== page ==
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Sunday, December 17, 2006

The Value of Leadership: Why Start-Up Ventures Need a Steady Hand at the Helm

from Matt Ridenour, Momentum Venture Management





Over the last 15 years I've met hundreds of entrepreneurs who claim to have developed "the next big thing." Many of these people have good academic pedigrees, professional experience and technical skills, and yet very few of their ideas ever make it to market. Why?

The immediate answer that pops into most people's minds is: a lack of funding. After all, how can a visionary bring a concept to fruition without the financial resources to cover important pre-launch activities such as research and development, marketing and lead generation? While one can't underestimate the importance of funding, in my experience it's not the make-or-break factor that separates successful ventures from the also-rans. Rather, the most important issue is leadership. Simply put, companies need to have senior-level decision makers with the experience to understand how to navigate the unique and challenging path that start-up ventures need to take.

Building Leadership

Getting entrepreneurs to think beyond their technology can be challenging, but it is an essential step they need to take if they want their companies to succeed. So what skills do innovators need to build viable businesses? There is no single factor that defines a great leader (it's hard to find too many common personality traits between Southwest's Herb Kelleher and Apple's Steve Jobs), but the number one asset for an entrepreneur in a start-up environment is the ability to see past the day-to-day development of their products and take a realistic "big picture" to building a business that is likely to get funding.

Once an entrepreneur has come to the realization that he or she needs to focus on building a business, as opposed to a product or service, the next step is to see if those skills exist internally. In many cases, founders of start-up ventures may have superlative skills in their areas of expertise but have no clue how to commercialize their products, get the attention of critical partners or cost-effectively attract customers. In my experience, probably 50% of the product ideas I’ve seen were decent ideas, but a great product or technology idea is not even 5% of the battle to successfully launch a company. If you want your company to be taken seriously, you have to prove that you have a leadership team that can tackle all of the business issues rather than just their technologies or products.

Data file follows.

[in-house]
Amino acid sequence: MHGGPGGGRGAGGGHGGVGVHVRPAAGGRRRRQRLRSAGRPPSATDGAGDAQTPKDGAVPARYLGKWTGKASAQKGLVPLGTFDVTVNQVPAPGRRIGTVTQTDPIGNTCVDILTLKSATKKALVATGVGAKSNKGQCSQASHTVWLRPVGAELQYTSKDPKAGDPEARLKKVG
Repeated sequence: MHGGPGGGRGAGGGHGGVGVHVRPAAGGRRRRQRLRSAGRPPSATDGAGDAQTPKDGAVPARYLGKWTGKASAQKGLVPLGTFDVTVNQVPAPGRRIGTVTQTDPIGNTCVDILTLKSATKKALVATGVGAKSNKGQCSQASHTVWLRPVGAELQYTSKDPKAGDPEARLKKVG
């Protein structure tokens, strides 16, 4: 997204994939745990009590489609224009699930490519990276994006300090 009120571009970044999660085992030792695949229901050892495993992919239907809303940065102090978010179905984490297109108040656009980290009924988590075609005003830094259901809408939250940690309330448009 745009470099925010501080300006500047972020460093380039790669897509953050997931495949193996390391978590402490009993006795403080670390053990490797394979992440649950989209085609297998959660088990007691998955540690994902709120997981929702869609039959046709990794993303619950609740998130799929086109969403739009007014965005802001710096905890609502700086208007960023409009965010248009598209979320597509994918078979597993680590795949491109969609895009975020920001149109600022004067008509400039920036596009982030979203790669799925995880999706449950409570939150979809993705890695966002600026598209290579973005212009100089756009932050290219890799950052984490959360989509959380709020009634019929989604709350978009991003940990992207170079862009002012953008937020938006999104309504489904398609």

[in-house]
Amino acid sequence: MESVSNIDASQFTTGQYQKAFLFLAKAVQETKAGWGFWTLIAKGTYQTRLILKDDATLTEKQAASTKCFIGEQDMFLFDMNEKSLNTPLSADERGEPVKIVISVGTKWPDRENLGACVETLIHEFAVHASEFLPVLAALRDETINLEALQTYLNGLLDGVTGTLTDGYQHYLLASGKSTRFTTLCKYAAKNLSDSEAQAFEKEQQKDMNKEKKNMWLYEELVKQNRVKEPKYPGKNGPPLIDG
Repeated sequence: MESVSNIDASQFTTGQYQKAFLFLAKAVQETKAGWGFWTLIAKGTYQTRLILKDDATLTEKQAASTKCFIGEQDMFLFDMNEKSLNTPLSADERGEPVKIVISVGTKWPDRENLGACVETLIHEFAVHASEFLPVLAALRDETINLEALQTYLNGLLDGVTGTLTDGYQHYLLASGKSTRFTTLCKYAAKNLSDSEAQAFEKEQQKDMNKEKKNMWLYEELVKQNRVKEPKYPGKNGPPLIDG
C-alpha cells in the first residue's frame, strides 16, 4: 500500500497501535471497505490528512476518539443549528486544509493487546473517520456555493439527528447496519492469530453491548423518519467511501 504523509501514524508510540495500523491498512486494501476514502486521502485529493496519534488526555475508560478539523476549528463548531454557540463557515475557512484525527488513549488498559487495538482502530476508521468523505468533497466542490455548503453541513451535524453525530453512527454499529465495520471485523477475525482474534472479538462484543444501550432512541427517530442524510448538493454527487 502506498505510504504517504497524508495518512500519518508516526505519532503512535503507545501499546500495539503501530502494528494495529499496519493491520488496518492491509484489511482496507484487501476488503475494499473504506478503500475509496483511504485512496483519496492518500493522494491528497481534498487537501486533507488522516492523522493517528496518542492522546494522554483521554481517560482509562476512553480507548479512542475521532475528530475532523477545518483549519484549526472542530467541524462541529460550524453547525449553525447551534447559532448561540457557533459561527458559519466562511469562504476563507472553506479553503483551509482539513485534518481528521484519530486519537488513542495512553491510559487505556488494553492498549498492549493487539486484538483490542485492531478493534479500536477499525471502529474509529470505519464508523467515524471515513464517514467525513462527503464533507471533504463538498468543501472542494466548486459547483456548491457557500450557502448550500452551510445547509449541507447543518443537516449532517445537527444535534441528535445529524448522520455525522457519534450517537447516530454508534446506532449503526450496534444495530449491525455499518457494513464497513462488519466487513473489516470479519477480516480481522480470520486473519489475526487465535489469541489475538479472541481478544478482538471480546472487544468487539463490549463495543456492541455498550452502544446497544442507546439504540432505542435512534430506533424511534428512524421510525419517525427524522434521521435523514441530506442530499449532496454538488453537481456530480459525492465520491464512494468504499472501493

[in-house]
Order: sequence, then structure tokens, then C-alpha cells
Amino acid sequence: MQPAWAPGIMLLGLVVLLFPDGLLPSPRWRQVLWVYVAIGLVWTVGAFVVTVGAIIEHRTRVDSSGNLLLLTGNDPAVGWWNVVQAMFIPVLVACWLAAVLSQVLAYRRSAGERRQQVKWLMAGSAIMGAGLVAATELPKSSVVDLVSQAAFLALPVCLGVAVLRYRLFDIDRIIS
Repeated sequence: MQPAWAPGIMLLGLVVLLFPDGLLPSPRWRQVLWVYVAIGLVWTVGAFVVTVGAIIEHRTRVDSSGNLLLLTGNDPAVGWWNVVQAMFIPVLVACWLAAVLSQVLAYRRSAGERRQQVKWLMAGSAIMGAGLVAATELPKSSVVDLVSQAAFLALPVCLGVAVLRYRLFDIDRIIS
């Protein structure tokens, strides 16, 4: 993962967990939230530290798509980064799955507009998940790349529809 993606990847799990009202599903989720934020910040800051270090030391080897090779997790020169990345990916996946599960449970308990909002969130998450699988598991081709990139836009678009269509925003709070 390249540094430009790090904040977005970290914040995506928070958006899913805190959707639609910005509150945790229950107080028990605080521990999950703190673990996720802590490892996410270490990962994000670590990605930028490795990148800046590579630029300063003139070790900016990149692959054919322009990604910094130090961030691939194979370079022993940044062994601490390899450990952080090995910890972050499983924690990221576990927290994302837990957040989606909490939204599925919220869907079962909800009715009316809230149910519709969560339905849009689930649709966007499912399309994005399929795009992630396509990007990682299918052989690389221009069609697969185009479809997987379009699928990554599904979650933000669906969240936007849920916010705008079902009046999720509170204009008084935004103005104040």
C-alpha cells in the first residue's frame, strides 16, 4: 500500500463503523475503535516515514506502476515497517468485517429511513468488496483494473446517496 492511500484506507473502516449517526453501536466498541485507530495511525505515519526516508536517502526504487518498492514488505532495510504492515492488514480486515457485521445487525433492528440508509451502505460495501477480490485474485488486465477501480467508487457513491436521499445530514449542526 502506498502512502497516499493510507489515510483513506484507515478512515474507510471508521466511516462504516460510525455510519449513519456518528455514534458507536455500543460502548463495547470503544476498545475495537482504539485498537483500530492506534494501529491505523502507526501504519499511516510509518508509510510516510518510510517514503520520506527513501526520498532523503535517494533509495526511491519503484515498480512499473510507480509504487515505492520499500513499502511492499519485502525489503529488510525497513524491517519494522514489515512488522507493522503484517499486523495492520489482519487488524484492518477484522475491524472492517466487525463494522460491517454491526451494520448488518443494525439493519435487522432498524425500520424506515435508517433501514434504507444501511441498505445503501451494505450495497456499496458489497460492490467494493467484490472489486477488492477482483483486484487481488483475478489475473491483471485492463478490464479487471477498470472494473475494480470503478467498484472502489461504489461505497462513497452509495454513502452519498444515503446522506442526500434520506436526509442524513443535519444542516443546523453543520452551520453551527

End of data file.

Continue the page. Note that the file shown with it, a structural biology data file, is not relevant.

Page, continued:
So, how does one make the leap from having a great idea or product to having a company worthy of funding? Obviously, this is a tricky problem, given that attracting a team and getting market traction requires funds, and angels and VC firms aren’t going to invest without a “team and traction” in place. We call that problem the “entrepreneur’s dilemma”. There is no "magic bullet" remedy for this cycle, but there are some important themes and ideas that entrepreneurs should consider as they prepare to move their businesses to the next level:

  • 1 - Be “realistic” about your capabilities, about your technology’s capabilities, and about your company’s near-term prospects. If you are out of touch with reality, it will be obvious to other potential team members, investors, partners, and anyone else with whom you might want to work. No one wants to join up with a “mad scientist.” I’ve seen situations where investors were willing to back very early-stage companies with large gaps in their business plans but were turned off by the fact that the entrepreneur did not acknowledge what was missing. This is a real red flag for investors. On the other hand, if you can articulate the unique value of your technology, but can realistically acknowledge the areas where you need help, others will actually find that refreshing and attractive.
  • 2 - Imagine that the “holy grail” for your early venture is not funding, or even customers, but credibility. Each day, wake up and think about how you can increase the credibility of your company. Who should you associate with? What partners might you have that validate your technology? If you could “give it away” to one customer that would put you on the map, who would it be? Credibility is the single most important thing you and your company can have in the eyes of investors, employees, partners and customers.
  • 3 - If you can afford to hire experts in key disciplines, great. Otherwise, rather than spending time looking for potential investors, devote your energies to meeting potential advisors, mentors, and other “connected people” who can help grow your business. Build up a network of people to surround you that have “been there and done that.” Even if you don't have a lot of cash on hand, you should be willing to give up some equity in exchange for a real commitment from them to contribute to your business and to vouch for you with investors. Look for people who have specific expertise and credibility in critical missing disciplines and ask them to be “goal-aligned” with you to build a great company. In other words, ask them to work for little or no cash to get things going.

    Matt Ridenour is Managing Director of Momentum Venture Management, a Los Angeles-based firm that helps early-stage companies achieve early business results and develop credibility in order to get funding and transform their ideas, technologies and products into sustainable, successful businesses. For more information, please visit www.mvmpartners.com.


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